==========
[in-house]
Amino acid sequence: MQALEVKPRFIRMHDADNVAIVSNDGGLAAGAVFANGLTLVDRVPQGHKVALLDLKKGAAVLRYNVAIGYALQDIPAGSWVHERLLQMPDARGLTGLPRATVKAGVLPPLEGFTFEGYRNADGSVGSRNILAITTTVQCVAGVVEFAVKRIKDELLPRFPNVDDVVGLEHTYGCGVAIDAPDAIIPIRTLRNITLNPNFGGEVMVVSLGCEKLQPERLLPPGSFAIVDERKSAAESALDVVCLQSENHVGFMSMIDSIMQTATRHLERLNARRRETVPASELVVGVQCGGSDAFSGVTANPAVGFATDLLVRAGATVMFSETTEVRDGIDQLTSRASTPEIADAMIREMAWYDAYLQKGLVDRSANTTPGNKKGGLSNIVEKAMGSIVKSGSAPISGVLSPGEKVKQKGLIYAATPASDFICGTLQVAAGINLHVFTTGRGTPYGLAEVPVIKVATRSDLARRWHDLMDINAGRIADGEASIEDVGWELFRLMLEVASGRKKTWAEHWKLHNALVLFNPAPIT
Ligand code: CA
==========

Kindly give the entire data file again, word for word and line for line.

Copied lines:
[in-house]
Amino acid sequence: MQALEVKPRFIRMHDADNVAIVSNDGGLAAGAVFANGLTLVDRVPQGHKVALLDLKKGAAVLRYNVAIGYALQDIPAGSWVHERLLQMPDARGLTGLPRATVKAGVLPPLEGFTFEGYRNADGSVGSRNILAITTTVQCVAGVVEFAVKRIKDELLPRFPNVDDVVGLEHTYGCGVAIDAPDAIIPIRTLRNITLNPNFGGEVMVVSLGCEKLQPERLLPPGSFAIVDERKSAAESALDVVCLQSENHVGFMSMIDSIMQTATRHLERLNARRRETVPASELVVGVQCGGSDAFSGVTANPAVGFATDLLVRAGATVMFSETTEVRDGIDQLTSRASTPEIADAMIREMAWYDAYLQKGLVDRSANTTPGNKKGGLSNIVEKAMGSIVKSGSAPISGVLSPGEKVKQKGLIYAATPASDFICGTLQVAAGINLHVFTTGRGTPYGLAEVPVIKVATRSDLARRWHDLMDINAGRIADGEASIEDVGWELFRLMLEVASGRKKTWAEHWKLHNALVLFNPAPIT
Ligand code: CA